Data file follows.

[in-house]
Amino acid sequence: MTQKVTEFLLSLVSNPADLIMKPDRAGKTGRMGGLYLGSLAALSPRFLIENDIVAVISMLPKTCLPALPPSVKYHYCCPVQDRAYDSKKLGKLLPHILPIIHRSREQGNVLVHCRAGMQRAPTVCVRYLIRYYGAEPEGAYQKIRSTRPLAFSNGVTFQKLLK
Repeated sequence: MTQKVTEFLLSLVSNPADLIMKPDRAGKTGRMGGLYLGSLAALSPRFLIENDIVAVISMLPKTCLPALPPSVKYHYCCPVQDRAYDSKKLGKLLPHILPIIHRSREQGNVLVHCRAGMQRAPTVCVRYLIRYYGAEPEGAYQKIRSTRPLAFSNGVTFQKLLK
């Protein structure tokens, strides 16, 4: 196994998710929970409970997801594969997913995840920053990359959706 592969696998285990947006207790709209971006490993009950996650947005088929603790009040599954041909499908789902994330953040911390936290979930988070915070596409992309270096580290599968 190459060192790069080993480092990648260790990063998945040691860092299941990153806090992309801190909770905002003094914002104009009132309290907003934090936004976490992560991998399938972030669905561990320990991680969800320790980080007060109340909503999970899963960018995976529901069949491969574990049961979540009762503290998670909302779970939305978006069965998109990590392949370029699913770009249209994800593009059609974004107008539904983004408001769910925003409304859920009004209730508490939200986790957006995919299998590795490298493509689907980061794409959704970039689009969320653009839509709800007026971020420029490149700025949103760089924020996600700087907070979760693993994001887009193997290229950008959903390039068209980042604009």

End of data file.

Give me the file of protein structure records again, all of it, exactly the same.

[in-house]
Amino acid sequence: MTQKVTEFLLSLVSNPADLIMKPDRAGKTGRMGGLYLGSLAALSPRFLIENDIVAVISMLPKTCLPALPPSVKYHYCCPVQDRAYDSKKLGKLLPHILPIIHRSREQGNVLVHCRAGMQRAPTVCVRYLIRYYGAEPEGAYQKIRSTRPLAFSNGVTFQKLLK
Repeated sequence: MTQKVTEFLLSLVSNPADLIMKPDRAGKTGRMGGLYLGSLAALSPRFLIENDIVAVISMLPKTCLPALPPSVKYHYCCPVQDRAYDSKKLGKLLPHILPIIHRSREQGNVLVHCRAGMQRAPTVCVRYLIRYYGAEPEGAYQKIRSTRPLAFSNGVTFQKLLK
């Protein structure tokens, strides 16, 4: 196994998710929970409970997801594969997913995840920053990359959706 592969696998285990947006207790709209971006490993009950996650947005088929603790009040599954041909499908789902994330953040911390936290979930988070915070596409992309270096580290599968 190459060192790069080993480092990648260790990063998945040691860092299941990153806090992309801190909770905002003094914002104009009132309290907003934090936004976490992560991998399938972030669905561990320990991680969800320790980080007060109340909503999970899963960018995976529901069949491969574990049961979540009762503290998670909302779970939305978006069965998109990590392949370029699913770009249209994800593009059609974004107008539904983004408001769910925003409304859920009004209730508490939200986790957006995919299998590795490298493509689907980061794409959704970039689009969320653009839509709800007026971020420029490149700025949103760089924020996600700087907070979760693993994001887009193997290229950008959903390039068209980042604009």